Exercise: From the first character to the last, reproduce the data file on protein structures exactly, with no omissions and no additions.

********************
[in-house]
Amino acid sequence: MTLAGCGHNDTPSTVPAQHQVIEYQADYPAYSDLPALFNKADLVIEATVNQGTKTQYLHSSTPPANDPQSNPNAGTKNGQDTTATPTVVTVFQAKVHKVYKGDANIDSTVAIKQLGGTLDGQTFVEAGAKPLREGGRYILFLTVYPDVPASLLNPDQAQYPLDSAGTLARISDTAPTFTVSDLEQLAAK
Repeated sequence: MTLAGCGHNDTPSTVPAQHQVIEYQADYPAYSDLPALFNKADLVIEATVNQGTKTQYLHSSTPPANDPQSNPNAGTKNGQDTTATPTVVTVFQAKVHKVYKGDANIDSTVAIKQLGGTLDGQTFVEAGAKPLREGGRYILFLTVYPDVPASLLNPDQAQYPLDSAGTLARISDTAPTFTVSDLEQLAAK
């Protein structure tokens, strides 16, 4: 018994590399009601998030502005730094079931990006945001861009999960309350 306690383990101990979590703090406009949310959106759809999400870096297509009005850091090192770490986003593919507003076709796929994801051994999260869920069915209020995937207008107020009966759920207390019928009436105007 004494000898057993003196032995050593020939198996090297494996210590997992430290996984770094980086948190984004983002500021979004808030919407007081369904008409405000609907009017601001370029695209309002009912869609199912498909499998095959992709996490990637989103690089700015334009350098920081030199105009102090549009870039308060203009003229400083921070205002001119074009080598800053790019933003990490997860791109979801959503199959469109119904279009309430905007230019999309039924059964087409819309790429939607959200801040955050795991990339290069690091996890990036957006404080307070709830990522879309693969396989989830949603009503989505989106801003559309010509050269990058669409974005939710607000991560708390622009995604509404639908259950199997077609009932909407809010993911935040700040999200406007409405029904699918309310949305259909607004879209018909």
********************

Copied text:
[in-house]
Amino acid sequence: MTLAGCGHNDTPSTVPAQHQVIEYQADYPAYSDLPALFNKADLVIEATVNQGTKTQYLHSSTPPANDPQSNPNAGTKNGQDTTATPTVVTVFQAKVHKVYKGDANIDSTVAIKQLGGTLDGQTFVEAGAKPLREGGRYILFLTVYPDVPASLLNPDQAQYPLDSAGTLARISDTAPTFTVSDLEQLAAK
Repeated sequence: MTLAGCGHNDTPSTVPAQHQVIEYQADYPAYSDLPALFNKADLVIEATVNQGTKTQYLHSSTPPANDPQSNPNAGTKNGQDTTATPTVVTVFQAKVHKVYKGDANIDSTVAIKQLGGTLDGQTFVEAGAKPLREGGRYILFLTVYPDVPASLLNPDQAQYPLDSAGTLARISDTAPTFTVSDLEQLAAK
């Protein structure tokens, strides 16, 4: 018994590399009601998030502005730094079931990006945001861009999960309350 306690383990101990979590703090406009949310959106759809999400870096297509009005850091090192770490986003593919507003076709796929994801051994999260869920069915209020995937207008107020009966759920207390019928009436105007 004494000898057993003196032995050593020939198996090297494996210590997992430290996984770094980086948190984004983002500021979004808030919407007081369904008409405000609907009017601001370029695209309002009912869609199912498909499998095959992709996490990637989103690089700015334009350098920081030199105009102090549009870039308060203009003229400083921070205002001119074009080598800053790019933003990490997860791109979801959503199959469109119904279009309430905007230019999309039924059964087409819309790429939607959200801040955050795991990339290069690091996890990036957006404080307070709830990522879309693969396989989830949603009503989505989106801003559309010509050269990058669409974005939710607000991560708390622009995604509404639908259950199997077609009932909407809010993911935040700040999200406007409405029904699918309310949305259909607004879209018909």